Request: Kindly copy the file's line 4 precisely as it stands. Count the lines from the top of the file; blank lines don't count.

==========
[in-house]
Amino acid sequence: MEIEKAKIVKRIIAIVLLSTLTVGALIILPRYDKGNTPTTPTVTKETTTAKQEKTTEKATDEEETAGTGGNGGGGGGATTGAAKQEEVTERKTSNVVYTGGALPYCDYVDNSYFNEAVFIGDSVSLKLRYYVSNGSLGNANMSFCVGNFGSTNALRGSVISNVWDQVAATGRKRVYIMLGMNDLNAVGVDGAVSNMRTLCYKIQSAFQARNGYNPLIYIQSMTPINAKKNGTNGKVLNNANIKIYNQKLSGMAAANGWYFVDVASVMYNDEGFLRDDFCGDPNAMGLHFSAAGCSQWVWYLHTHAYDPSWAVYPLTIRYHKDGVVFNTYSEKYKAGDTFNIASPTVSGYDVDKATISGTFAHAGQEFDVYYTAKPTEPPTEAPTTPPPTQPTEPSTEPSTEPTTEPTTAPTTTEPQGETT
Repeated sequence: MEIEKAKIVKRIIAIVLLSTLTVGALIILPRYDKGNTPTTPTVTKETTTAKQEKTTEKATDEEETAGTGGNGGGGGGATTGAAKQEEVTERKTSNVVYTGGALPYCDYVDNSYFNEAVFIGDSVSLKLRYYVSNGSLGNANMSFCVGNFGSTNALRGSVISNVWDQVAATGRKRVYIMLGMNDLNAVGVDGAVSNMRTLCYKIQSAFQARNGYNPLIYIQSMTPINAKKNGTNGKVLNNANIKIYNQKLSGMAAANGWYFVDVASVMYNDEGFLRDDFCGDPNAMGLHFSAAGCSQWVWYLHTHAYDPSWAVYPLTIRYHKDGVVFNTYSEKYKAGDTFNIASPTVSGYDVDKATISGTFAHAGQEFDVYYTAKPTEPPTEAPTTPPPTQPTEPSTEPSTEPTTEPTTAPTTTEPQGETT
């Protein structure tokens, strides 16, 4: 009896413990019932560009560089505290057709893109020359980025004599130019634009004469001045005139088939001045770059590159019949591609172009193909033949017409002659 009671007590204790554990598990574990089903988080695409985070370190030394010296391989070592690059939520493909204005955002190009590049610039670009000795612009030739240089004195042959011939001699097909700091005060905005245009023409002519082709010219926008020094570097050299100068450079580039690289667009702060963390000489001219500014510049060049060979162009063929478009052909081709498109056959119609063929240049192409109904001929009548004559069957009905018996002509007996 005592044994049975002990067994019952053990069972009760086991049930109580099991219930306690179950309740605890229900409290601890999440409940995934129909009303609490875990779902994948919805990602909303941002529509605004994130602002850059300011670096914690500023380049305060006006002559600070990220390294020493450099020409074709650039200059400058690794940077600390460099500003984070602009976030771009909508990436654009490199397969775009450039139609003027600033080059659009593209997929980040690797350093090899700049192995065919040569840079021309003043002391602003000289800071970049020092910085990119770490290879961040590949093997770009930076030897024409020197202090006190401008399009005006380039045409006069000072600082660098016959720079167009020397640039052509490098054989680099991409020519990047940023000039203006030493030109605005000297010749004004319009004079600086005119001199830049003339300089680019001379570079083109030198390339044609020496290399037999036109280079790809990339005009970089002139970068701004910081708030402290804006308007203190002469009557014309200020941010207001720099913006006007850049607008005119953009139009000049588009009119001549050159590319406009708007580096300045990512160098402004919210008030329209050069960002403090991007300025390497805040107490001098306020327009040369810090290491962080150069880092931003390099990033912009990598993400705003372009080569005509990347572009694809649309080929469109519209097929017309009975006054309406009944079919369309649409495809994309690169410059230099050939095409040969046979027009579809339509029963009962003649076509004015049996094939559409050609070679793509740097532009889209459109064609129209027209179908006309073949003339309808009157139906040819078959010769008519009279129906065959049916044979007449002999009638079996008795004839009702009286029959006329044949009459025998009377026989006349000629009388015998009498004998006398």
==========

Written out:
């Protein structure tokens, strides 16, 4: 009896413990019932560009560089505290057709893109020359980025004599130019634009004469001045005139088939001045770059590159019949591609172009193909033949017409002659 009671007590204790554990598990574990089903988080695409985070370190030394010296391989070592690059939520493909204005955002190009590049610039670009000795612009030739240089004195042959011939001699097909700091005060905005245009023409002519082709010219926008020094570097050299100068450079580039690289667009702060963390000489001219500014510049060049060979162009063929478009052909081709498109056959119609063929240049192409109904001929009548004559069957009905018996002509007996 005592044994049975002990067994019952053990069972009760086991049930109580099991219930306690179950309740605890229900409290601890999440409940995934129909009303609490875990779902994948919805990602909303941002529509605004994130602002850059300011670096914690500023380049305060006006002559600070990220390294020493450099020409074709650039200059400058690794940077600390460099500003984070602009976030771009909508990436654009490199397969775009450039139609003027600033080059659009593209997929980040690797350093090899700049192995065919040569840079021309003043002391602003000289800071970049020092910085990119770490290879961040590949093997770009930076030897024409020197202090006190401008399009005006380039045409006069000072600082660098016959720079167009020397640039052509490098054989680099991409020519990047940023000039203006030493030109605005000297010749004004319009004079600086005119001199830049003339300089680019001379570079083109030198390339044609020496290399037999036109280079790809990339005009970089002139970068701004910081708030402290804006308007203190002469009557014309200020941010207001720099913006006007850049607008005119953009139009000049588009009119001549050159590319406009708007580096300045990512160098402004919210008030329209050069960002403090991007300025390497805040107490001098306020327009040369810090290491962080150069880092931003390099990033912009990598993400705003372009080569005509990347572009694809649309080929469109519209097929017309009975006054309406009944079919369309649409495809994309690169410059230099050939095409040969046979027009579809339509029963009962003649076509004015049996094939559409050609070679793509740097532009889209459109064609129209027209179908006309073949003339309808009157139906040819078959010769008519009279129906065959049916044979007449002999009638079996008795004839009702009286029959006329044949009459025998009377026989006349000629009388015998009498004998006398």